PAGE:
in a multicultural classroom
in the Brisbane Metropolitan area
Min Jeong Ko
BA, BEd (primary) [postgraduate]
I would like to extend my gratitude to Associate Professor, John Lidstone without whom it would have been impossible for me to complete this study. I cannot emphasise enough how grateful I am for his encouragement and guidance throughout the times when I was lost and confused. With his endless effort and kindness, I have become more confident in being a researcher and a teacher.
I was lucky enough to get more help with writing this thesis from two other supervisors. I thank Deborah Henderson for advices at the beginning of this study. I also thank Mallihai Tambaya who has guided me through completing this study. I deeply appreciate her thoughtful advice and encouragement.
I thank my parents who allowed me to move to Australia. Even though they do not fully understand why I have decided to move to Australia and study for such a long time, they have continuously supported me throughout the process of this research. I deeply appreciate other family members’ patience that they have been listening to my complaints and worries over the years.
I would like to thank Mr A, Mr B and Mrs C from the school where I carried out this research. Without their generosity and openness, I would have not been able to collect such rich data. They also helped me to collect data in such a comfortable and welcoming environment. Furthermore, their feedback on my teaching skills made me become more confident in teaching. I thank Mrs C who was the gatekeeper of the research and now has become the most supportive colleague and friend.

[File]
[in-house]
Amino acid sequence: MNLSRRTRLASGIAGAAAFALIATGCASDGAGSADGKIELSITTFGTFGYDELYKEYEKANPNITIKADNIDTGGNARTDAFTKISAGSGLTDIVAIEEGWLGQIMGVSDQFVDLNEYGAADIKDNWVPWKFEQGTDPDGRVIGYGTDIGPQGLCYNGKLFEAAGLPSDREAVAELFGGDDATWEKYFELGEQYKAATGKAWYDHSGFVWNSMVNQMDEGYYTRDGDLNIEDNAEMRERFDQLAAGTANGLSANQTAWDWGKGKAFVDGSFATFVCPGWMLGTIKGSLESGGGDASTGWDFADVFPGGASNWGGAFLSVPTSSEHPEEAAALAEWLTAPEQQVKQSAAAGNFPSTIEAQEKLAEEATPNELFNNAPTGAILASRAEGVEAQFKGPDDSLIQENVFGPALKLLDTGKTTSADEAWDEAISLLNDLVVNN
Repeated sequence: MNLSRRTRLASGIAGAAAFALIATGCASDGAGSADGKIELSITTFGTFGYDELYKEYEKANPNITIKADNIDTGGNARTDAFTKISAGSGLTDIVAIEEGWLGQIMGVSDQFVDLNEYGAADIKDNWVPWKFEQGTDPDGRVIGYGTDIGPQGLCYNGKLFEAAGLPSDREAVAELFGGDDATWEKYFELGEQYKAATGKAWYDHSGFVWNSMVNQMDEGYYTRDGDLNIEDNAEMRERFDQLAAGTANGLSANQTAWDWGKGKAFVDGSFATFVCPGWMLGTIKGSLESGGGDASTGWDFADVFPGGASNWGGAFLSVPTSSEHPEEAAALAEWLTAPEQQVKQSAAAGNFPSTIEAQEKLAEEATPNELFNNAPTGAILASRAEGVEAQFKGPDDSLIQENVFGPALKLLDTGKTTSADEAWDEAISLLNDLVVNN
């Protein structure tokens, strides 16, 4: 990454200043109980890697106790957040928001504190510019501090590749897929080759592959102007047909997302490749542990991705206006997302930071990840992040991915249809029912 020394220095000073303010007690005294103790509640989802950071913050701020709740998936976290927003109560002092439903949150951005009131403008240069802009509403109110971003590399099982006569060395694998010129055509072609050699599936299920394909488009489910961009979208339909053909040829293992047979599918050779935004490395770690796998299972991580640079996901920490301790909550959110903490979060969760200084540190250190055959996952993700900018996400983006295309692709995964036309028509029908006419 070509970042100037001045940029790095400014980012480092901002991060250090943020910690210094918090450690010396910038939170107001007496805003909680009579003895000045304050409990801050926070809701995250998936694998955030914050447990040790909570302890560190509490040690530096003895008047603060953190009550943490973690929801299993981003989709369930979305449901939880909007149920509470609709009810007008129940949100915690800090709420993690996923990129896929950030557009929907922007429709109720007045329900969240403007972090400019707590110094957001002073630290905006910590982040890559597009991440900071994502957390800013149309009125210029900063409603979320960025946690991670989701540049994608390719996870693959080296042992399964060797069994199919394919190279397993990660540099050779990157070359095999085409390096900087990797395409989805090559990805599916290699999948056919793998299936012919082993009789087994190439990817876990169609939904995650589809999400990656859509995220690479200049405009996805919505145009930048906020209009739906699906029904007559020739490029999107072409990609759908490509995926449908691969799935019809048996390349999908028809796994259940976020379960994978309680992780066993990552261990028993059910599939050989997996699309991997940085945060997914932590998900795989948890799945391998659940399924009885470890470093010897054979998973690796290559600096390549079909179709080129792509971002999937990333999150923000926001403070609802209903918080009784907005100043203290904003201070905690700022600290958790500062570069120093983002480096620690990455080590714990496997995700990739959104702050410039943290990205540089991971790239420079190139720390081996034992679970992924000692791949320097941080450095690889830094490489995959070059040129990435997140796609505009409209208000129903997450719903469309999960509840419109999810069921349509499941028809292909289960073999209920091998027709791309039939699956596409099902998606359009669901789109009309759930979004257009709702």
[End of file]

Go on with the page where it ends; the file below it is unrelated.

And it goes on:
Last but not the least; I would like to thank students from 7A and 7B who opened up about their school life.
The current global and local issues of culture such as September 11, the Bali Bombings and the “Cronulla Riots” triggered a question for the researcher: “how do primary students deal with intercultural communication in multicultural Australia in times of cultural uncertainty and complexity?” Intercultural communication studies in Australia rely heavily on those of the United States of America and the United Kingdom. For this reason, this study was planned to investigate intercultural communication in a multicultural classroom in a primary school in Australia.
The research employs an ethnographical case study methodology with data collected from observation, interview and documentation. 56 Year 7 students and two classroom teachers from two classes and the school ESL (English as a Second Language) teacher were included in the study. Amongst the 56 students, 24 students were interviewed along with the classroom teachers and the ESL teacher. School documents regarding the promotion of intercultural communication were also collected during the observation period.
The study found that differing language capacities of students and teachers have the greatest influence on intercultural communication. Language was observed to influence positive and negative intercultural communication in the classroom. The study also confirmed that the theory of Intercultural Communication Competence (Wiseman, 2002) supports the current ethos of this school’s curriculum.
Overall, the study provides a vicarious experience of intercultural communication in an Australian multicultural classroom. Intercultural communication in this particular school did not appear to be problematic. This could be due to the teachers’ endeavours to promote intercultural communication both implicitly and explicitly. In concluding, the study suggests that this school could be a model for promoting intercultural communication with a few modifications to its programs.
Keywords: Intercultural Communication, Multicultural Classroom, Multiculturalism, Promoting Intercultural Communication
Statement of Authenticity
The work contained in this thesis...